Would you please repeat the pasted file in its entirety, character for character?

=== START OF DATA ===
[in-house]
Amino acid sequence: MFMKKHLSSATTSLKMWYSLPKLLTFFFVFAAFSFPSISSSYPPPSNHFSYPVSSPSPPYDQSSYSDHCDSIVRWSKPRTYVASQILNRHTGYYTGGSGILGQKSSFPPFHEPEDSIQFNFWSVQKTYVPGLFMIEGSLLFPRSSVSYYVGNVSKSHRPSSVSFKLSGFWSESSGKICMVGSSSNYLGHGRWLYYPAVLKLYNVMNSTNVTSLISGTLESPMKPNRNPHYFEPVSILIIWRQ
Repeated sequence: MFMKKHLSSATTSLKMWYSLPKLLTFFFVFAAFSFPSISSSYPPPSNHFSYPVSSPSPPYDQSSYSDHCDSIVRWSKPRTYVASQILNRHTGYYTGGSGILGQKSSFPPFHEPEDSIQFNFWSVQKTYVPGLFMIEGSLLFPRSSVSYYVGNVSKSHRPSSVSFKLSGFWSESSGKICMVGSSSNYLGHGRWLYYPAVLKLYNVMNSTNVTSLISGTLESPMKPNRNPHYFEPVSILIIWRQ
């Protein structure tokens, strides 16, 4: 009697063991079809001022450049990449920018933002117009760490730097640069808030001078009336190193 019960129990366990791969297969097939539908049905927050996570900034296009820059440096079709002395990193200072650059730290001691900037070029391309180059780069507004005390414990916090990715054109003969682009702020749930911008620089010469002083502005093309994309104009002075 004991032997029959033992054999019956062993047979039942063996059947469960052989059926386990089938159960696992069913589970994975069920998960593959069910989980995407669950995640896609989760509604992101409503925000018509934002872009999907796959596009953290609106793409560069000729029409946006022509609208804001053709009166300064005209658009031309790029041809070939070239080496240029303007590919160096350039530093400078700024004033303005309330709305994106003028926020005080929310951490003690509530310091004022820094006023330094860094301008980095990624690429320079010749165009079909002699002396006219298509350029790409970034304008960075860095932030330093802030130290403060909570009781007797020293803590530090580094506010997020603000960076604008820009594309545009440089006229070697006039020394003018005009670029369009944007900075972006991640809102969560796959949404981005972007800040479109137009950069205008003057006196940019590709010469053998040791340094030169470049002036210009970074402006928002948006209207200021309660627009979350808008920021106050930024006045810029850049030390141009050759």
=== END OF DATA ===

[in-house]
Amino acid sequence: MFMKKHLSSATTSLKMWYSLPKLLTFFFVFAAFSFPSISSSYPPPSNHFSYPVSSPSPPYDQSSYSDHCDSIVRWSKPRTYVASQILNRHTGYYTGGSGILGQKSSFPPFHEPEDSIQFNFWSVQKTYVPGLFMIEGSLLFPRSSVSYYVGNVSKSHRPSSVSFKLSGFWSESSGKICMVGSSSNYLGHGRWLYYPAVLKLYNVMNSTNVTSLISGTLESPMKPNRNPHYFEPVSILIIWRQ
Repeated sequence: MFMKKHLSSATTSLKMWYSLPKLLTFFFVFAAFSFPSISSSYPPPSNHFSYPVSSPSPPYDQSSYSDHCDSIVRWSKPRTYVASQILNRHTGYYTGGSGILGQKSSFPPFHEPEDSIQFNFWSVQKTYVPGLFMIEGSLLFPRSSVSYYVGNVSKSHRPSSVSFKLSGFWSESSGKICMVGSSSNYLGHGRWLYYPAVLKLYNVMNSTNVTSLISGTLESPMKPNRNPHYFEPVSILIIWRQ
């Protein structure tokens, strides 16, 4: 009697063991079809001022450049990449920018933002117009760490730097640069808030001078009336190193 019960129990366990791969297969097939539908049905927050996570900034296009820059440096079709002395990193200072650059730290001691900037070029391309180059780069507004005390414990916090990715054109003969682009702020749930911008620089010469002083502005093309994309104009002075 004991032997029959033992054999019956062993047979039942063996059947469960052989059926386990089938159960696992069913589970994975069920998960593959069910989980995407669950995640896609989760509604992101409503925000018509934002872009999907796959596009953290609106793409560069000729029409946006022509609208804001053709009166300064005209658009031309790029041809070939070239080496240029303007590919160096350039530093400078700024004033303005309330709305994106003028926020005080929310951490003690509530310091004022820094006023330094860094301008980095990624690429320079010749165009079909002699002396006219298509350029790409970034304008960075860095932030330093802030130290403060909570009781007797020293803590530090580094506010997020603000960076604008820009594309545009440089006229070697006039020394003018005009670029369009944007900075972006991640809102969560796959949404981005972007800040479109137009950069205008003057006196940019590709010469053998040791340094030169470049002036210009970074402006928002948006209207200021309660627009979350808008920021106050930024006045810029850049030390141009050759």